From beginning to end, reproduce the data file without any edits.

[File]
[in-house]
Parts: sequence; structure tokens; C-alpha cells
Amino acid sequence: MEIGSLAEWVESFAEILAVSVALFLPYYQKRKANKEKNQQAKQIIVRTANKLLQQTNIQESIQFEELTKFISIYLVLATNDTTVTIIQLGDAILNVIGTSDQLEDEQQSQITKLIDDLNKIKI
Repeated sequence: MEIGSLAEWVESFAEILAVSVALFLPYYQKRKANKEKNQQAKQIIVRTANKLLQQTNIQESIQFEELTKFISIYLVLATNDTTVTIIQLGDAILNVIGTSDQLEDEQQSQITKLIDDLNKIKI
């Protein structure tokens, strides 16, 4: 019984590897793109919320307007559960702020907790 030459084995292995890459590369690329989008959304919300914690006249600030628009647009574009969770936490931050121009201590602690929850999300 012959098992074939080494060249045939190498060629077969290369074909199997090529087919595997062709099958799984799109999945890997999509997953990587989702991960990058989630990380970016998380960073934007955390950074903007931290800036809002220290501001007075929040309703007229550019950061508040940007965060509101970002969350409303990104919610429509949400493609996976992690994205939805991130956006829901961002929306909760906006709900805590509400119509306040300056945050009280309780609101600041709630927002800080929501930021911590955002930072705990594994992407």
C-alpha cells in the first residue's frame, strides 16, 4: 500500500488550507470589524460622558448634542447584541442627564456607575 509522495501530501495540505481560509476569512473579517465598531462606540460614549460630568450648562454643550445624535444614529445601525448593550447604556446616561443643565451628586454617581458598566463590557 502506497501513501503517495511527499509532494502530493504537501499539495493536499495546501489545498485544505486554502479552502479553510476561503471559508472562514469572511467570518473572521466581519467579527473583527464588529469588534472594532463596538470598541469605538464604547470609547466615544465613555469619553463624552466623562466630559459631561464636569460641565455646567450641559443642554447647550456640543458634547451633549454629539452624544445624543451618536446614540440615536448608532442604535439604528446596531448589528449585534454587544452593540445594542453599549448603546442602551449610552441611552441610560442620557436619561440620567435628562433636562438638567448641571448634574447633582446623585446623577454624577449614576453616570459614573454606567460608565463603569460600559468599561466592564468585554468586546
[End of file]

[in-house]
Parts: sequence; structure tokens; C-alpha cells
Amino acid sequence: MEIGSLAEWVESFAEILAVSVALFLPYYQKRKANKEKNQQAKQIIVRTANKLLQQTNIQESIQFEELTKFISIYLVLATNDTTVTIIQLGDAILNVIGTSDQLEDEQQSQITKLIDDLNKIKI
Repeated sequence: MEIGSLAEWVESFAEILAVSVALFLPYYQKRKANKEKNQQAKQIIVRTANKLLQQTNIQESIQFEELTKFISIYLVLATNDTTVTIIQLGDAILNVIGTSDQLEDEQQSQITKLIDDLNKIKI
């Protein structure tokens, strides 16, 4: 019984590897793109919320307007559960702020907790 030459084995292995890459590369690329989008959304919300914690006249600030628009647009574009969770936490931050121009201590602690929850999300 012959098992074939080494060249045939190498060629077969290369074909199997090529087919595997062709099958799984799109999945890997999509997953990587989702991960990058989630990380970016998380960073934007955390950074903007931290800036809002220290501001007075929040309703007229550019950061508040940007965060509101970002969350409303990104919610429509949400493609996976992690994205939805991130956006829901961002929306909760906006709900805590509400119509306040300056945050009280309780609101600041709630927002800080929501930021911590955002930072705990594994992407």
C-alpha cells in the first residue's frame, strides 16, 4: 500500500488550507470589524460622558448634542447584541442627564456607575 509522495501530501495540505481560509476569512473579517465598531462606540460614549460630568450648562454643550445624535444614529445601525448593550447604556446616561443643565451628586454617581458598566463590557 502506497501513501503517495511527499509532494502530493504537501499539495493536499495546501489545498485544505486554502479552502479553510476561503471559508472562514469572511467570518473572521466581519467579527473583527464588529469588534472594532463596538470598541469605538464604547470609547466615544465613555469619553463624552466623562466630559459631561464636569460641565455646567450641559443642554447647550456640543458634547451633549454629539452624544445624543451618536446614540440615536448608532442604535439604528446596531448589528449585534454587544452593540445594542453599549448603546442602551449610552441611552441610560442620557436619561440620567435628562433636562438638567448641571448634574447633582446623585446623577454624577449614576453616570459614573454606567460608565463603569460600559468599561466592564468585554468586546